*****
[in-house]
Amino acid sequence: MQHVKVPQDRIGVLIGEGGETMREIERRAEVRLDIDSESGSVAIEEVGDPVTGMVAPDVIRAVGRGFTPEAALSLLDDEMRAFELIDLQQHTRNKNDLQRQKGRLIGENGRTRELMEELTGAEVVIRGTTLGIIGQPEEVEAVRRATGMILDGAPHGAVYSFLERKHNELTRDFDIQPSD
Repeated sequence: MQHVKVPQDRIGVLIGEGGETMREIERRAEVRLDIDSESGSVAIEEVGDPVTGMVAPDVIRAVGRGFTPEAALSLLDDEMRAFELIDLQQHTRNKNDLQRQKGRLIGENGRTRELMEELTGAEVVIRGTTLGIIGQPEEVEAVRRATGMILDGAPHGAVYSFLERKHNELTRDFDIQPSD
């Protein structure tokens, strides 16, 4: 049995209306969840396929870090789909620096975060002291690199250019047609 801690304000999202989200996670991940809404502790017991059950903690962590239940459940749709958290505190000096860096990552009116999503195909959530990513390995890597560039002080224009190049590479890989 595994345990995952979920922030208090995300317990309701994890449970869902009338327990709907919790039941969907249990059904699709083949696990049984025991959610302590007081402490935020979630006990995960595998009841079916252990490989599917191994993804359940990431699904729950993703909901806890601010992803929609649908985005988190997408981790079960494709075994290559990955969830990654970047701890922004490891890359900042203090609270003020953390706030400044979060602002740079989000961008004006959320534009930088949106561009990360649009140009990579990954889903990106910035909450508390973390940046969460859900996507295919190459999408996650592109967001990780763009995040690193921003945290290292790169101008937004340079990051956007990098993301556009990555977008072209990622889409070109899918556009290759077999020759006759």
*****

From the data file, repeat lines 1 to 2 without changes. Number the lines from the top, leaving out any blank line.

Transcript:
[in-house]
Amino acid sequence: MQHVKVPQDRIGVLIGEGGETMREIERRAEVRLDIDSESGSVAIEEVGDPVTGMVAPDVIRAVGRGFTPEAALSLLDDEMRAFELIDLQQHTRNKNDLQRQKGRLIGENGRTRELMEELTGAEVVIRGTTLGIIGQPEEVEAVRRATGMILDGAPHGAVYSFLERKHNELTRDFDIQPSD